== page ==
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Cobblestone and its historical importance


Let me first of all respond to Gussie John’s piece captioned ‘Dr Fraser, Zita and Israel – please!’ that appeared in Tuesday’s Searchlight. Gussie, you obviously wanted to find some way of getting me into your conversation, so you created a Straw Man and proceeded to demolish it.

You wanted to know where were we (that is, Fraser, Zita and Israel) when “friends and supporters of the NDP were behaving like bullies and Bad Johns, threatening people left, right and centre.{{more}} They never publicly condemned them! The trail is there on social media for all to see”. First, you convey the impression that the three names mentioned were part of some conspiracy to support wrong. But, be that as it may, you seem to think that all I do is sit down and follow the goings-on on social media. Sorry to disappoint you. I have other things to do.

Your next statement interests me, “But when the NDP backward forces came for Fraser, he wanted all of us to say something. Too late! What a time! Moon does run ‘til day ketch um.” You obviously do not see me as part of the ‘NDP backward forces,’ as you describe them. Why am I so disappointed! I am really out of touch because I did not even know that some NDP forces came or are planning to come after me; but this is, of course, hyperbole or metaphor and a crude attempt to apply Niemoller. Unfortunately, he is dealing with confronting power and the response to it. I do not get emotional about issues and get that to shape my thought patterns. I am surprised that the NDP ‘backward forces’ will want to get rid of me, when, according to you, I remained silent when they committed their verbal abuses. Let me state clearly that I am capable of defending anything I write or say. Note that my response has to do with your references to me. The others are quite capable of defending themselves.

Moon does indeed run ‘til day ketch um! So, I shall not be surprised “when the masses of people tell ‘him’ to ‘Bear Yo grind’”. Is this a figment of your imagination? Is my grind still to come? Now, if you are responding to anything I wrote or said, l have no problem with that. In fact, I welcome it. But you focus on what I should have done and did not. My position, as stated in the article to which you refer, is quite clear. I stated: “Let me say that this is not to condone wrong for those who have committed wrong will have to bear the consequences, but let there be a fair application.” Why, in a battle when both forces are using the same weapons, should one be declared backward and malicious and the other pure and innocent? Need I say more?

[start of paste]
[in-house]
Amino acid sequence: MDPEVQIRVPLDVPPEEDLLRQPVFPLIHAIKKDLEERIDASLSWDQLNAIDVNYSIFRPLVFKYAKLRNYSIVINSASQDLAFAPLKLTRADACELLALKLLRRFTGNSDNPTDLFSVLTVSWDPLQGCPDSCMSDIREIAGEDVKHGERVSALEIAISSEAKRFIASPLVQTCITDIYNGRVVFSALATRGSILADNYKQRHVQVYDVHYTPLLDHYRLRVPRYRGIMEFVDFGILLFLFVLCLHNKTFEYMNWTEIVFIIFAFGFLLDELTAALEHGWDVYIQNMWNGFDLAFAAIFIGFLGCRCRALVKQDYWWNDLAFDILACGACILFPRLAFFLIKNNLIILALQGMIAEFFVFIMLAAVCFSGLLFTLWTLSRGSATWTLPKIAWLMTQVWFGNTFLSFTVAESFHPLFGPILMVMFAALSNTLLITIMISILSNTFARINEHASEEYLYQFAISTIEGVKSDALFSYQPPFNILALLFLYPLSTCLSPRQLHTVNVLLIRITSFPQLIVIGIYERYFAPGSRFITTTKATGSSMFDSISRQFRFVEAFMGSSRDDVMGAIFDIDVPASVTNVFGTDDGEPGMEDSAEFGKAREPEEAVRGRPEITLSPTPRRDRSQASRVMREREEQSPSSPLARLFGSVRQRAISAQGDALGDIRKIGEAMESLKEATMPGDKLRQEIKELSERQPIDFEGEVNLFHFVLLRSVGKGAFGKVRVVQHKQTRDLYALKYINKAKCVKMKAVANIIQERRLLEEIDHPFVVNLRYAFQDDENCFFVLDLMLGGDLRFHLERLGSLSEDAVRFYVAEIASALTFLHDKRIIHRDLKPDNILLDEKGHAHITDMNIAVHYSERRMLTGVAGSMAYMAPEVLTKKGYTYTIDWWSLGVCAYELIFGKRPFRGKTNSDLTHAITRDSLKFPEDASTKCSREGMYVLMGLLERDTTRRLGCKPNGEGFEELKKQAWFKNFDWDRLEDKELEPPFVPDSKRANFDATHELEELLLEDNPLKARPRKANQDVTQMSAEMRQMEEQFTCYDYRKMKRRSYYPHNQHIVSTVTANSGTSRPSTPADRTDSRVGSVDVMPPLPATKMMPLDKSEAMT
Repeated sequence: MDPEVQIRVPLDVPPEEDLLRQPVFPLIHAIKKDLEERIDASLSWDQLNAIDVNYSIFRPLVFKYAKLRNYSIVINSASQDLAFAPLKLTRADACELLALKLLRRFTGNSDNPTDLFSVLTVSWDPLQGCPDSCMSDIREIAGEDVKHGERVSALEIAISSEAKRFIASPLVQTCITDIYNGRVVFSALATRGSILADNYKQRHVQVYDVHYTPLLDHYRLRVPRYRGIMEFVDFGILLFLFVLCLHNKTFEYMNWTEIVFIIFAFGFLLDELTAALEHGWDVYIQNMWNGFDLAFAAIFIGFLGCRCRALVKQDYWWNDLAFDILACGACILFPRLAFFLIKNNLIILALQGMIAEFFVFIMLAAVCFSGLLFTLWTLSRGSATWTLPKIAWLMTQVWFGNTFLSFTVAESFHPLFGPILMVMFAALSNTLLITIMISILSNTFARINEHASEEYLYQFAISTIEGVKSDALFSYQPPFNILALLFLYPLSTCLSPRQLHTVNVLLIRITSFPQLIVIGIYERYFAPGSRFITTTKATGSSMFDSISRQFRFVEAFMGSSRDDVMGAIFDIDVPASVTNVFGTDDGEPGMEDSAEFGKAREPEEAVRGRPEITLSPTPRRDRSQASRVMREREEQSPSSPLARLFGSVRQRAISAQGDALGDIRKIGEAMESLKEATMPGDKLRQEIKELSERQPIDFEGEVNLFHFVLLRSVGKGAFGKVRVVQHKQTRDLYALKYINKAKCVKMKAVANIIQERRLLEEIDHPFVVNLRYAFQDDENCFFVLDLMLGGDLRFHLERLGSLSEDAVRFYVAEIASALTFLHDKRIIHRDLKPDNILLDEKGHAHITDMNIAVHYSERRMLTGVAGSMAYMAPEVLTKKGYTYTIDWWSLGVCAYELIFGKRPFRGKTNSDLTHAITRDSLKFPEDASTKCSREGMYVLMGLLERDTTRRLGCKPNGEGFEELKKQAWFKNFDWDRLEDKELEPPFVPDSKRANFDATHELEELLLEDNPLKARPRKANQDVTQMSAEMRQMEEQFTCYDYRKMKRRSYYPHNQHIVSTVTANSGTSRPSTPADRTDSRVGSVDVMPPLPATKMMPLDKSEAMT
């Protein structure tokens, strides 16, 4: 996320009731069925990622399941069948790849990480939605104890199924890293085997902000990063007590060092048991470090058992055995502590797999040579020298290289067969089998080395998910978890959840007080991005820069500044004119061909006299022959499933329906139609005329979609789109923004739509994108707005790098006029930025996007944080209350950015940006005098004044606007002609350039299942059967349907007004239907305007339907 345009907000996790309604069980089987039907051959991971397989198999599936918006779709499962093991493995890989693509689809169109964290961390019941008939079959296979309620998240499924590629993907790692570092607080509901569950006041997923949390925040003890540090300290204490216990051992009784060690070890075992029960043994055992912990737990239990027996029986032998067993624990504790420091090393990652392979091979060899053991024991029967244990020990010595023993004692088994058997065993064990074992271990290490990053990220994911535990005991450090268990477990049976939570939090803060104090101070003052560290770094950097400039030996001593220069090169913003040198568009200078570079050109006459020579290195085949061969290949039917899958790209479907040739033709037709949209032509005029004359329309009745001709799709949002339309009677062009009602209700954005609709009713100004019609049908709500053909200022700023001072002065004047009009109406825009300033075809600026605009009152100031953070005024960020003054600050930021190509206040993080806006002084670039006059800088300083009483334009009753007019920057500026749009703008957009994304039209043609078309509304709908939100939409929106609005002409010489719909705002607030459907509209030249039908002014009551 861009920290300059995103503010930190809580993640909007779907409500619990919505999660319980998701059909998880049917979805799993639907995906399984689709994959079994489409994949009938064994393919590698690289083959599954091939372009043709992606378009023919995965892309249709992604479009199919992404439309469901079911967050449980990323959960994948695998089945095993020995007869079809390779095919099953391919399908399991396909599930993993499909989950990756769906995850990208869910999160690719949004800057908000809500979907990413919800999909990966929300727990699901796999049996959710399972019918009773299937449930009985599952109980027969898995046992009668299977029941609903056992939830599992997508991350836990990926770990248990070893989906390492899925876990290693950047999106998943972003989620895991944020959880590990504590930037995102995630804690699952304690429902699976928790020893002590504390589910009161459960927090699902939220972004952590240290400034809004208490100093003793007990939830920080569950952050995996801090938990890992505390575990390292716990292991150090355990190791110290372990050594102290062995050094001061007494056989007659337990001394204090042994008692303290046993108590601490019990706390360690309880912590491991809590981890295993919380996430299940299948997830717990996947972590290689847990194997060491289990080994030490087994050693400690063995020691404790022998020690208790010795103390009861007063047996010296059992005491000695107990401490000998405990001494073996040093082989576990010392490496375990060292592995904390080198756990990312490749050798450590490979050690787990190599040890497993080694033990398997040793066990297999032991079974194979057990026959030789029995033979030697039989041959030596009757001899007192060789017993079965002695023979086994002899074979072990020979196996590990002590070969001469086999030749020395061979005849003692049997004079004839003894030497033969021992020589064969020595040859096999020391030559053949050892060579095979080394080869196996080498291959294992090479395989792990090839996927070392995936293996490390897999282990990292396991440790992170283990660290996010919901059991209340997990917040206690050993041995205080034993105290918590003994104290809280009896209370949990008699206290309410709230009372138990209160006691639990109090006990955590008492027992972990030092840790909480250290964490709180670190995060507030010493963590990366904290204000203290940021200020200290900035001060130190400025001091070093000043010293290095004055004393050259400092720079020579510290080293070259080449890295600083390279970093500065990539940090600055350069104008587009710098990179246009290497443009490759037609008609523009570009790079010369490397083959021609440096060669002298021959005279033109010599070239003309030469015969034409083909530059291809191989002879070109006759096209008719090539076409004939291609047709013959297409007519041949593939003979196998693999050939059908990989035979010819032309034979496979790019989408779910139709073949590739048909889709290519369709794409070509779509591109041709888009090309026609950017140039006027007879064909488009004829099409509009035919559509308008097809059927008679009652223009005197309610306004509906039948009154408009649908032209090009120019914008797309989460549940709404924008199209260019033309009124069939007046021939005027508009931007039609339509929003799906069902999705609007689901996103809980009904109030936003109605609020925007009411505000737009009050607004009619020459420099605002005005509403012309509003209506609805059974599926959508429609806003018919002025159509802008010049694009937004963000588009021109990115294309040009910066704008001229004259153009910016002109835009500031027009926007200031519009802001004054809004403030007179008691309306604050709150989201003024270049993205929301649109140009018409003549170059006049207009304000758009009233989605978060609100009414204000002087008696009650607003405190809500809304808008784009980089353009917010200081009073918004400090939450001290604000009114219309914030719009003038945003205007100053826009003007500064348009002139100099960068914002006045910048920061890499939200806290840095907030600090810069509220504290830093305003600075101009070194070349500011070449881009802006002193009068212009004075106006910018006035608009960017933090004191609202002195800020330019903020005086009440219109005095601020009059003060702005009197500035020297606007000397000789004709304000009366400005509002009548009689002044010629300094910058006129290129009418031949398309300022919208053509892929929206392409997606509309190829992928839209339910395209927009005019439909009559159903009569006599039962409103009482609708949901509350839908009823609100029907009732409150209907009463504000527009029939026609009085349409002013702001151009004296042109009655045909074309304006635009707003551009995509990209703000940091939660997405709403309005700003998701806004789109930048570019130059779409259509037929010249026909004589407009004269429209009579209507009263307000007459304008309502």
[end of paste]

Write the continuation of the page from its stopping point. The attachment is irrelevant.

Cobblestone and its historical importance

The Cobblestone building dates back to 1813. This in itself is of historic note, but it is more than that. It was a building in which King Ja Ja, the Nigerian prince who was exiled to St Vincent in 1888, once lived. The building was described as being “a short distance from the sea . . . thirty feet from the sea shore.” It was then owned by DK Porter, whose firm at one time owned about two-thirds of the estates in St Vincent, selling some of them to Walter Barnard of St Lucia in 1909.

The lower section of the Cobblestone building was used as a storeroom for molasses. Ja Ja complained about the smell of molasses “stored immediately under the room he occupies.” The Administrator brought the complaint to Porter, who promised to have the molasses removed and the building “thoroughly cleaned out.” Ja Ja was still not satisfied and settled on a house “in the middle street at the lower end of the town belonging to Mr. Ross.” That building is identified as the one now known as the Gonsalves building. The Police, concerned about supervision in that area, tried to discourage him from moving there, but he refused to listen to them.

While at the Cobblestone, Ja Ja had developed a friendship with one Leacock of Frenches and on at least one occasion stayed at Leacock’s house until very late at night, much to the consternation of the Police who did not see when he returned. On being questioned by the Constable, he took offence, determined to go where he pleased and stay as long as he liked. He resented their interference with his movements. The Police were also concerned that “he seems to have dropped all his former respectable acquaintances and mixes now entirely with people of his own colour, his closest companions being two intelligent and plausible men of doubtful repute.”

Ja Ja’s exile to St Vincent had to do with the British attempt to control the palm oil trade in the area in which he was a major player. He arrived in St Vincent on June 9, 1888, a Saturday, the market day, but was not allowed to land because of the presence in town of a large number of peasants, who were likely to be congregating to see and welcome him. Despite all of this, a large crowd was there to greet him when he disembarked on the Sunday.

Dr Adrian Fraser is a social commentator and historian.